Little things like India having to bear the staggering high military cost of Empire don't exist in the authors fictionalized world. Heck the authors go all the other way, and say that the British lost money during the Raj, and it was literally out of the goodness of their white hearts that the British ruled India.
History is a story - and the problem with this book is not that it's a story - the problem is that it's a glib view which completely omits and washes British hands of what they did during their occupation and departure from India.
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Read information about the authorBorn in West Hartford, Connecticut, he was educated at the Loomis Chaffee Institute in Windsor, Connecticut, and graduated from Yale as a BA in 1951. He worked in the advertising department of Procter and Gamble, in Cincinnati, Ohio, before being conscripted into the US Army. While serving in the public affairs office of the Allied Headquarters in Paris, from 1953-1955, he met Dominique Lapierre with whom he would write several best-sellers over 43 years.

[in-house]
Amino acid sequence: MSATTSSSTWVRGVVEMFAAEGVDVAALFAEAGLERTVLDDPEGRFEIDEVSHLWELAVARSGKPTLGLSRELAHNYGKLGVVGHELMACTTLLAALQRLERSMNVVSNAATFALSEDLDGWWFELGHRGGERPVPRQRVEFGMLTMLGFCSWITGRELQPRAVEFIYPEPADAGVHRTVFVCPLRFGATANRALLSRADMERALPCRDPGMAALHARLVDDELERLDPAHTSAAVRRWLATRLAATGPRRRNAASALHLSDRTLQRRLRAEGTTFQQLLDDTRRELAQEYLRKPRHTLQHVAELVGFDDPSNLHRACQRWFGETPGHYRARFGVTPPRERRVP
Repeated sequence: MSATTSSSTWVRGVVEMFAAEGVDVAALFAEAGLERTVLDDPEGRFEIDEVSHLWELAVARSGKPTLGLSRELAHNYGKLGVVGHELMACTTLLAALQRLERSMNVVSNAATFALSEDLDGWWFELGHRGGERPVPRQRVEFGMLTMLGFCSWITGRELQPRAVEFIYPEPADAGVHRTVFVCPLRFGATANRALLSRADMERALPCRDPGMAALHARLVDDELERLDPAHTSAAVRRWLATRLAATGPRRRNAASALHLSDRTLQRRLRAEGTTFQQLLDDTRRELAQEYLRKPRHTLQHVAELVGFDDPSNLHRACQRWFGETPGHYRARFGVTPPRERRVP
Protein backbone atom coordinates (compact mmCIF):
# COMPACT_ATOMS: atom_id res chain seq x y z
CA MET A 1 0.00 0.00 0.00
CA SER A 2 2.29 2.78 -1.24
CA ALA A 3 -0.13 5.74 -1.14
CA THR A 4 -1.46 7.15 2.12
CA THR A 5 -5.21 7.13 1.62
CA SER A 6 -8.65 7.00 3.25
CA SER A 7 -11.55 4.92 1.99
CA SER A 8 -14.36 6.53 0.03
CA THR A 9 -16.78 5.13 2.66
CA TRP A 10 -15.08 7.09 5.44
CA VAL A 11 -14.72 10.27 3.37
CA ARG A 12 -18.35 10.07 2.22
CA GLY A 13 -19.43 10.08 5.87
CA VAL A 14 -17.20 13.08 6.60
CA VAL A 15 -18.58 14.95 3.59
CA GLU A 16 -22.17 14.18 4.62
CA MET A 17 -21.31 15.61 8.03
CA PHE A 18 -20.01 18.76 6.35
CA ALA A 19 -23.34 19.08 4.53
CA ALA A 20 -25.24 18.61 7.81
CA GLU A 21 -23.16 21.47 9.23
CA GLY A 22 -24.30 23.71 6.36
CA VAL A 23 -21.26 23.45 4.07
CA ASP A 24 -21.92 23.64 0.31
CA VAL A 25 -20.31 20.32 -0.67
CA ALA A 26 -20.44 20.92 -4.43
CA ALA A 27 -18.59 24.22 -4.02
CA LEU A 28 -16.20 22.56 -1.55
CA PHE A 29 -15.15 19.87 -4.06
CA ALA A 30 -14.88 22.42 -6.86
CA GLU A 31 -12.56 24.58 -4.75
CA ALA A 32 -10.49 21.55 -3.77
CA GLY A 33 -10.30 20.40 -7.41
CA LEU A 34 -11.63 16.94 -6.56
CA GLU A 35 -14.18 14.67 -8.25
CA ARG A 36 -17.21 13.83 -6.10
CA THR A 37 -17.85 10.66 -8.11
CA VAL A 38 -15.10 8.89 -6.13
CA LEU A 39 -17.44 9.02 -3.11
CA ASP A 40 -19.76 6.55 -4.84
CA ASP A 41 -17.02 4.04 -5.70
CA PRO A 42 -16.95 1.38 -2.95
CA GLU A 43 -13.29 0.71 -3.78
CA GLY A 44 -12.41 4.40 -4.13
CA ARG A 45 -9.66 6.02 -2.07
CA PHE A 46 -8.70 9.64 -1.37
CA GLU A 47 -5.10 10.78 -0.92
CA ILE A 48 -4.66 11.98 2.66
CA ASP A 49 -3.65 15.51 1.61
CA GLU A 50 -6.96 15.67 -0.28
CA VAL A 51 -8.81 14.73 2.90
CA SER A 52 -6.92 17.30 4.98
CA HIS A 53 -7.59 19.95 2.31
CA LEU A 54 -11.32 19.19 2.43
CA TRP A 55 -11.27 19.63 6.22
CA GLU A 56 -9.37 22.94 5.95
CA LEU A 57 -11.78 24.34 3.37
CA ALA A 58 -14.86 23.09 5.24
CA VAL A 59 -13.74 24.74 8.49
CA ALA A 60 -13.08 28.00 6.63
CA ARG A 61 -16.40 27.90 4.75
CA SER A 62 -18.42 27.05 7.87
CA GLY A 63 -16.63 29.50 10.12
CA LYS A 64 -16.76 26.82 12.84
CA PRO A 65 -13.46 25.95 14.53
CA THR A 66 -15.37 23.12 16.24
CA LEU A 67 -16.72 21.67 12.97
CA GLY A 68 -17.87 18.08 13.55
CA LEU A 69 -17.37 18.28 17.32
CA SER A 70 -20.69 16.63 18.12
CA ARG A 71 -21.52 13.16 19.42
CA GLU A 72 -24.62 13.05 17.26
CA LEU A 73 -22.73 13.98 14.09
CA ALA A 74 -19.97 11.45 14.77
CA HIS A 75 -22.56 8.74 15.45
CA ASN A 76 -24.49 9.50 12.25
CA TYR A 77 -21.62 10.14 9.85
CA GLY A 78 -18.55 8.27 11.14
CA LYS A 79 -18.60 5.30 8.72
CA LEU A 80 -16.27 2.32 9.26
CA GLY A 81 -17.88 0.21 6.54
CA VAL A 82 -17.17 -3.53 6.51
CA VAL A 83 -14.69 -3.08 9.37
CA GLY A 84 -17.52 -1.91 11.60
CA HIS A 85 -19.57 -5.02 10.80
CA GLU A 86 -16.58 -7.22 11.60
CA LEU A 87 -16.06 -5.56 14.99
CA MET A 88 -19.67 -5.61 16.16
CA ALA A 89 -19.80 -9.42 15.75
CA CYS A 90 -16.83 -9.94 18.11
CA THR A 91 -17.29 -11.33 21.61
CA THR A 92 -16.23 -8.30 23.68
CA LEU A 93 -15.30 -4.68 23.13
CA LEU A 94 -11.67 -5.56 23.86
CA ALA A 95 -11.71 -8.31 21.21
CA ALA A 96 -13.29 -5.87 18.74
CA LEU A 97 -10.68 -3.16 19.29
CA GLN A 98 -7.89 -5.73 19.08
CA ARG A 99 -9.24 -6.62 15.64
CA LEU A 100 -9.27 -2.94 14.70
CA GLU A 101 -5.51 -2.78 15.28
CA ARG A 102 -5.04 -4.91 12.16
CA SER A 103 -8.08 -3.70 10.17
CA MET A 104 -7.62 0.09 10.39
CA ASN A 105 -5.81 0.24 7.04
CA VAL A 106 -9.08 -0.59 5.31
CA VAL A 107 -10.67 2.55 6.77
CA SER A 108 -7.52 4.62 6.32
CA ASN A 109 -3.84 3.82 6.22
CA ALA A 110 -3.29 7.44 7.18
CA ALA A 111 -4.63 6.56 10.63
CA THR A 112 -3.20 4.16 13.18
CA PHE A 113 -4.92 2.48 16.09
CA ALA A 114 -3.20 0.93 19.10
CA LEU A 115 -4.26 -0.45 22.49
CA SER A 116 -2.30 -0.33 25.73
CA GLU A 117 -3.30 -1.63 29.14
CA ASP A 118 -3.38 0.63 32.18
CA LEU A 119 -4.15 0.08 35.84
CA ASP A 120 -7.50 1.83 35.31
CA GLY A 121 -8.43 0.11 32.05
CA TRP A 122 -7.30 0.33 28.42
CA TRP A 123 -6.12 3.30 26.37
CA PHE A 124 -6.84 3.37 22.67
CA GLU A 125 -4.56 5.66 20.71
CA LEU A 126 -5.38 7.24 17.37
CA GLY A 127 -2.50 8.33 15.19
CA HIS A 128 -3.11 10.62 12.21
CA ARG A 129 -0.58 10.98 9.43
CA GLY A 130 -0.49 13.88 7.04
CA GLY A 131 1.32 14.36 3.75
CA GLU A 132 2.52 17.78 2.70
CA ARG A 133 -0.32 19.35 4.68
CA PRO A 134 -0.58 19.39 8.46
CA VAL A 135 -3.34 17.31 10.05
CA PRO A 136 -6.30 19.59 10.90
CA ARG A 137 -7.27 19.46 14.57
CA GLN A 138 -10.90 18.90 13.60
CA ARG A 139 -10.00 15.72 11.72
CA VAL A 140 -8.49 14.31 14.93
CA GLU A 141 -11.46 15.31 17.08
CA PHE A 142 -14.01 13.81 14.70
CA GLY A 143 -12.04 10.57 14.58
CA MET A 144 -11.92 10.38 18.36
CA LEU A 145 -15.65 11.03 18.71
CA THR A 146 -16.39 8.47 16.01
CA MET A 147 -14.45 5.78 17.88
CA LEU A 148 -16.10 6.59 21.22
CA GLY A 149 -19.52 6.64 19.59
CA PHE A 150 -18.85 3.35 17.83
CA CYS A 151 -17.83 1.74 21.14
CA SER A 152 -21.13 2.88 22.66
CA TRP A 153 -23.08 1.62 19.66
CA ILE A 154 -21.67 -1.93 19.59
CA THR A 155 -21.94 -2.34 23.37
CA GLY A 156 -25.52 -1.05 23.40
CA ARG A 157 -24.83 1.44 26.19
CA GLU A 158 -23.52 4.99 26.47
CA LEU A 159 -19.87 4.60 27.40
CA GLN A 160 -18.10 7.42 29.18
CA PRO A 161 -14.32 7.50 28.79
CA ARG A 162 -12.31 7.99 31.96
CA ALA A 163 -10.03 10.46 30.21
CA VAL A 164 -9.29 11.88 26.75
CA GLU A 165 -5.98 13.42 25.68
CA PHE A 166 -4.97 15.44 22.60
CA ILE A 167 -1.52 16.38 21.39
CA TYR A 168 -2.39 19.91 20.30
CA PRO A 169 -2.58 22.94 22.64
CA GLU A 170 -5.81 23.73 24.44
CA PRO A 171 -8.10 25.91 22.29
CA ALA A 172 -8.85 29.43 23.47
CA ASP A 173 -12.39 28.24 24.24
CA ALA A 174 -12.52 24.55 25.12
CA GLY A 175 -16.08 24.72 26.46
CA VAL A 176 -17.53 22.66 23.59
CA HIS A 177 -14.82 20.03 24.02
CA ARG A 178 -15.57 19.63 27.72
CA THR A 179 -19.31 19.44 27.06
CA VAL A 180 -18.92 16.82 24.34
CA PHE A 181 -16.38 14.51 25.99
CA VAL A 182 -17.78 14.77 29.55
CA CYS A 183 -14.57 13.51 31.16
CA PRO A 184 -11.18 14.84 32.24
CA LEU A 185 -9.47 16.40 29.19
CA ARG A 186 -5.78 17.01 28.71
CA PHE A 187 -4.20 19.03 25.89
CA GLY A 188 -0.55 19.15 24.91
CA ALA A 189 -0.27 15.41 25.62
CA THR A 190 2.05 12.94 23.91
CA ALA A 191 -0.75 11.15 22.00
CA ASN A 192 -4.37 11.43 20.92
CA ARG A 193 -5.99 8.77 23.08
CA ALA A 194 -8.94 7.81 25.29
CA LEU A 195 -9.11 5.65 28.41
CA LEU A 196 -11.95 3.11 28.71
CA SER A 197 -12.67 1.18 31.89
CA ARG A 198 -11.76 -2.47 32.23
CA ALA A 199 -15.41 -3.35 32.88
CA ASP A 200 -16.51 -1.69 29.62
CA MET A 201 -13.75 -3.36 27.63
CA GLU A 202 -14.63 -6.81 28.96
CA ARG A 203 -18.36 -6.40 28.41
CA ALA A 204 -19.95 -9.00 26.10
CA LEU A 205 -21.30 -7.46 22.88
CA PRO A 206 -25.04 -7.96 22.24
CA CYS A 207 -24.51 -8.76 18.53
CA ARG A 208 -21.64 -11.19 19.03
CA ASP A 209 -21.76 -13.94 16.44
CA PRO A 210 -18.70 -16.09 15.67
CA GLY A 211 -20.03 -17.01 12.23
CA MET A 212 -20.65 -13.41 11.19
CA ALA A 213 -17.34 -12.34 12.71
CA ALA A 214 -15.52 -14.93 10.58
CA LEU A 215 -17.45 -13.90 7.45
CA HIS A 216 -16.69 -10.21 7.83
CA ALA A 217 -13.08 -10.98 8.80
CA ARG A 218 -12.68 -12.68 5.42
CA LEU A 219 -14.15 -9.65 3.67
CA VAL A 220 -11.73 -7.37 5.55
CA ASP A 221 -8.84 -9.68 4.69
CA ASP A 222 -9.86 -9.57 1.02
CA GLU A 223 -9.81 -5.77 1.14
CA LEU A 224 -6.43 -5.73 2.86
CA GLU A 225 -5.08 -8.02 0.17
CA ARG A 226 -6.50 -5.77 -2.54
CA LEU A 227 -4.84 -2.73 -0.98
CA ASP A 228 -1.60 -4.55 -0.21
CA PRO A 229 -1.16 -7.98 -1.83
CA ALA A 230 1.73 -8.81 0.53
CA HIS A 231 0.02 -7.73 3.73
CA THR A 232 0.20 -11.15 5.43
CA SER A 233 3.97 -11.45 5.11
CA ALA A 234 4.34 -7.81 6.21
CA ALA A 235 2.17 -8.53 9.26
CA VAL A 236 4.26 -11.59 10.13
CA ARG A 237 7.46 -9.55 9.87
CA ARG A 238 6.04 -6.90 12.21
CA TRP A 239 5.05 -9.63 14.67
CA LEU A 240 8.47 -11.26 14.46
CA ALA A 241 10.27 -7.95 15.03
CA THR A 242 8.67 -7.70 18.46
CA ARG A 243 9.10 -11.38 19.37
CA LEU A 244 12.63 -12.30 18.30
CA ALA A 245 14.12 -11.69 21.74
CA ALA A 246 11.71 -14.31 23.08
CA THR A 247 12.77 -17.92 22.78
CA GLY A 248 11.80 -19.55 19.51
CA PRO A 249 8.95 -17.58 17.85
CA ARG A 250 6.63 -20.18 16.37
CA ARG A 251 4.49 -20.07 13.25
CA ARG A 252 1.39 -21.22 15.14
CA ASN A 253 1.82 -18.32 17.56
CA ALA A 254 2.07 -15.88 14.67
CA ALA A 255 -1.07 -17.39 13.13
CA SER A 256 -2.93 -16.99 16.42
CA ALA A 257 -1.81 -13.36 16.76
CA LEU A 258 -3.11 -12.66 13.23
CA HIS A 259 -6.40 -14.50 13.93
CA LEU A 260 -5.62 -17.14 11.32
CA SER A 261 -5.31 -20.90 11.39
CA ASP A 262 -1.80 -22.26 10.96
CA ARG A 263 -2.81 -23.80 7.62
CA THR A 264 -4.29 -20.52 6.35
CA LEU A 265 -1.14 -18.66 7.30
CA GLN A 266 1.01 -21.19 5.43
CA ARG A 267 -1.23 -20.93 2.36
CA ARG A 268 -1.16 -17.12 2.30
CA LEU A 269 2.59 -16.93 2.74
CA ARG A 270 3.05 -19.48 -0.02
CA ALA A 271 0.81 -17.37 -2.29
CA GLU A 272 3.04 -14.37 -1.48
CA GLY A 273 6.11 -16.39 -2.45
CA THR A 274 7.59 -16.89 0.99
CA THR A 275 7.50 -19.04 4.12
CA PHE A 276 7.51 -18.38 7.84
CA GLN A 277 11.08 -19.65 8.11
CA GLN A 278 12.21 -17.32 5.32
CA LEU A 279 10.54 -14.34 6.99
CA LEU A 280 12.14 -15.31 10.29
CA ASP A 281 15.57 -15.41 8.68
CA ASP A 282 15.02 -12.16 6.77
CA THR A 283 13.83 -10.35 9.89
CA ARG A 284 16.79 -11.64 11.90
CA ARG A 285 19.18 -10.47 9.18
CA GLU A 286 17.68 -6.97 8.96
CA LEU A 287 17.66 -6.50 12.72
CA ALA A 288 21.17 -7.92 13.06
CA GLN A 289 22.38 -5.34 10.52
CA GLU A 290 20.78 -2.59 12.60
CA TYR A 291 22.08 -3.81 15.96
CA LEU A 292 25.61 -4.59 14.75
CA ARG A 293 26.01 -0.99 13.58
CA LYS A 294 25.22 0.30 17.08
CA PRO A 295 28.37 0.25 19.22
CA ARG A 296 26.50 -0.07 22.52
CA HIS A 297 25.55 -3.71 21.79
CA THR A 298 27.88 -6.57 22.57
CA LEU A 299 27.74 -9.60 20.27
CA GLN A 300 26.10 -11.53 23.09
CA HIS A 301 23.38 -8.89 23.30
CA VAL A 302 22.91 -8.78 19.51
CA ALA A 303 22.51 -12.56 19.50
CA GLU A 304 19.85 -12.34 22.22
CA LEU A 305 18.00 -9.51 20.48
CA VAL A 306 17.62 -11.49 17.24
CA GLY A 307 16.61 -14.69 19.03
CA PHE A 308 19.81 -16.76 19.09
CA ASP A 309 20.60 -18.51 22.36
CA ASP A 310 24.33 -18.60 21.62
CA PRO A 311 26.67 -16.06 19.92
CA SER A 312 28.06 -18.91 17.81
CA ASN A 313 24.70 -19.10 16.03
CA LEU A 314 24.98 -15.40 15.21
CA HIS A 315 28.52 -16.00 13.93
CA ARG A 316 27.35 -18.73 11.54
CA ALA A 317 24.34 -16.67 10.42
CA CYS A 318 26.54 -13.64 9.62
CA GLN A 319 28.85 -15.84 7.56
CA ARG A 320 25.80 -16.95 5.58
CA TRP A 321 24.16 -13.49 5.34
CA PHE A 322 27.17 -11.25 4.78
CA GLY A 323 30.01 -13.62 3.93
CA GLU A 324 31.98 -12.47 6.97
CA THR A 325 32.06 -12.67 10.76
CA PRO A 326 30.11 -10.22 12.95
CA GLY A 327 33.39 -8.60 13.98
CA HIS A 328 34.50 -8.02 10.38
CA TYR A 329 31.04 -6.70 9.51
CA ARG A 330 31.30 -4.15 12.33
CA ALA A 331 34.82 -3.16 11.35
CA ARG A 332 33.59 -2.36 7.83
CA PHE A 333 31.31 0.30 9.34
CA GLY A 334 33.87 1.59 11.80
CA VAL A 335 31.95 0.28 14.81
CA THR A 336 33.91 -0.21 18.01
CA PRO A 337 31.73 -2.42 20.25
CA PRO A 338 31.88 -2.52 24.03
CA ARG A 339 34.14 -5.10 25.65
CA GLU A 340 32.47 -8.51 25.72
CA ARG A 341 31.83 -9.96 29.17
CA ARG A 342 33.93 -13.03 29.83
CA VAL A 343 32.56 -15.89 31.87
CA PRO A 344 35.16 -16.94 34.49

He went back to Procter and Gamble and became the products manager of the new foods division in 1955. Disillusioned with commerce, he took to journalism and joined the Paris bureau of United Press International in 1956, and became the news editor in Rome in the following year, and later the MidEast bureau chief in Beirut.
In 1959, he joined Newsweek as Middle East editor, based in New York. He became the Paris bureau chief in 1961, where he would work until 1964, until he switched to writing books.